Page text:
Black Widow: The Name of the Rose Paperback – Jul 6 2011
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Prior to the launch of this series, Natasha has spent the last few years as a major supporting character in "Captain America" under the pen of Ed Brubaker (who now also writes her in the pages of "Secret Avengers"), and is now the girlfriend of the new Captain America, James "Bucky" Barnes. Natasha tends not to stay in one place for long, so her supporting cast is pretty much all other superheroes (Bucky, Wolverine, Iron Man, Hawkeye - all but Wolverine being current or ex-boyfriends), which Liu runs with here: a mysterious new presence appears on the scene, who exposes Natasha's secret data collection efforts and attempts to frame her as a spy (similar to the JLA "Tower of Babel" storyline, but refreshingly, Natasha's friends aren't surprised by this nor do they have a problem with it). Natasha's on the run, cut off for a time from her most reliable allies, and a number of prominent Marvel characters put in appearances, including Elektra and Lady Bullseye. Liu adds her own new episodes from Natasha's past as well. The final plot resolution isn't especially revelatory (Liu ultimately backs away from some new villain on a personal vendetta to bring in an old Avengers foe), but it's a good story nonetheless.
Every solo series needs a strong character voice for its lead, and Liu's greatest strength is giving Natasha a very good and recogizable one. She's a believable product of her decades of experiences, tough and extremely capable, compassionate but also not without a vengeful streak. And Liu writes her relationships, particularly with Bucky, very well; their romantic attachment and partnership as superheroes comes across very well. The various guest villain characters from the Marvel Universe are well-done, particularly Lady Bullseye in her first appearance outside a "Daredevil" comic. Daniel Acuna's art surprised me quite a bit; I wasn't previously a fan of his work, but he does a great job of rendering Natasha's world as a mix of spy noir and superheroics.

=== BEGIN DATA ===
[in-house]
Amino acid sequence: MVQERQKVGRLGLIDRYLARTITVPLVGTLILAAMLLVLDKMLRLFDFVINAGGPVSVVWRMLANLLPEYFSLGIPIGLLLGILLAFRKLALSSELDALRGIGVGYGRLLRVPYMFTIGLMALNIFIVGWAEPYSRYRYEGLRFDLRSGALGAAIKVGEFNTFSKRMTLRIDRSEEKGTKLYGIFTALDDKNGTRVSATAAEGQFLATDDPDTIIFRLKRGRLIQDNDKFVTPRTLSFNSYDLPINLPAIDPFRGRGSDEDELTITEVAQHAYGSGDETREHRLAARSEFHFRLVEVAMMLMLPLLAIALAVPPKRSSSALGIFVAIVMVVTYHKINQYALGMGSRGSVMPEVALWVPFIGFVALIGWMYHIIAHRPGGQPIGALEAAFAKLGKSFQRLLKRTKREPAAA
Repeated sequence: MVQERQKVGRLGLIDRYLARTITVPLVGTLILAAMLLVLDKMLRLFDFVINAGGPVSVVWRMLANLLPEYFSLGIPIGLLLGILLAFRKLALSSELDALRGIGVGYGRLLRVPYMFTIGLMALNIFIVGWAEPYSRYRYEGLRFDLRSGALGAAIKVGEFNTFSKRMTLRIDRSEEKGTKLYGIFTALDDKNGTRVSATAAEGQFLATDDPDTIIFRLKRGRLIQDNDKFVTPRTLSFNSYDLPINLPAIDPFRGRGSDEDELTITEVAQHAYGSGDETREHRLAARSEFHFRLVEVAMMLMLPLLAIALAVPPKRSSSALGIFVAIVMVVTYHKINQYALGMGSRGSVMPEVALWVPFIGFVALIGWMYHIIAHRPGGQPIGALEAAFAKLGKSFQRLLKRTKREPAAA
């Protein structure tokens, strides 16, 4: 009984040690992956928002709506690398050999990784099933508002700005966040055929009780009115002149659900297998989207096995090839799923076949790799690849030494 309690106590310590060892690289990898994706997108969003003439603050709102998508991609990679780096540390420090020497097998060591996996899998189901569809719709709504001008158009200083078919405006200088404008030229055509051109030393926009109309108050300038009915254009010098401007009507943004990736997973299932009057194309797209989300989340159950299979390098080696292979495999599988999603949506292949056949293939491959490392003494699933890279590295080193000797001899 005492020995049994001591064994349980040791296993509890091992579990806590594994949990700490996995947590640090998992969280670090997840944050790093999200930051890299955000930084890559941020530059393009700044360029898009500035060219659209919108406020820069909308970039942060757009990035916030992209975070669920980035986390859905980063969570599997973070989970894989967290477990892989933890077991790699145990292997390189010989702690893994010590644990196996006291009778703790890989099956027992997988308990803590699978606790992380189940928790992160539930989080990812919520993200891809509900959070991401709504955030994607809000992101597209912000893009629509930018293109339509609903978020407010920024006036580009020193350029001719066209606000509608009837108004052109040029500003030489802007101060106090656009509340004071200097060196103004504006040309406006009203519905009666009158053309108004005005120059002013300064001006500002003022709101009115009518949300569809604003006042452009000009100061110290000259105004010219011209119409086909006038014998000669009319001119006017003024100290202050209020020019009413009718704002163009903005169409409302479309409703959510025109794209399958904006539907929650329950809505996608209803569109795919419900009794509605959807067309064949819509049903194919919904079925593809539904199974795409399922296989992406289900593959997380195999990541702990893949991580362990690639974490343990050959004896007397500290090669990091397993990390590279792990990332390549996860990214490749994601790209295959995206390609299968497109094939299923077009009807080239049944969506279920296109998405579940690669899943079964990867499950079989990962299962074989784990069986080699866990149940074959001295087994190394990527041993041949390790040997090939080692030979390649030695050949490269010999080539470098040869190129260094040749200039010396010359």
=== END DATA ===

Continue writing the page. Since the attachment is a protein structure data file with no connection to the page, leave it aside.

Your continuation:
Please don't hold the limits of my reviewing against the book. I could go on about it, really. Lemme just say, if you want to know the Black Widow at her core, this is the story to read. Skip the Origins. Or at least get this one first.
The Name of the Rose graphic novel captures the five-part Black Widow mini-series, where the Widow faces one of her toughest challenges, one that will assault her on a myriad of levels, physical, emotional, and mental, and that will nearly kill her. And that will resurrect people and events that she thought were long buried and forgotten.
The series begins with the Widow being sent a faded black rose and a ribbon. She has some inkling as to what they mean but will not tell even her closest friends and associates. This is her mystery and her fight and she will pursue it alone, on a quest that takes her all over the world as well as to decades in her past. There are some good interactions between the major players in this mini-series, including gems like:
Wolverine: Just a flesh wound, right?
Black Widow: Bleeding stumps are flesh wounds. What I've got is a scratch.
And a lovely bit very reminiscent of a scene in the Avengers movie where Natasha ... well, I won't say any more. This mini-series also understands that, at heart, the Black Widow is first and foremost, a spy, and that continues to have ripple effects through her entire life even after she has, in theory, given up the profession.
So what didn't I like?
- Natasha got taken out far too easily early in the mini-series.
- Based on personal experience, you don't get your abdomen sliced open, then stitched up again, then immediately go out and get into a fight.
- The motivation of one of the secondary villains was, frankly, a bit suspect.
- You really have to suspend your disbelief when it comes to how the major villain found out a crucial bit of information.
Note: I'm being vague because I don't want to spoil anything here. These are all fairly minor issues, though, and just require a bit of the usual "willing suspension of disbelief." Overall, the graphic novel is very good and it really gets to the heart of Natasha's character, as well as offering plenty of mystery, action, mood, and even a little romance and fun. I can recommend it unreservedly if you're a Black Widow fan or if you just like an enjoyable moody mystery and an indomitable character.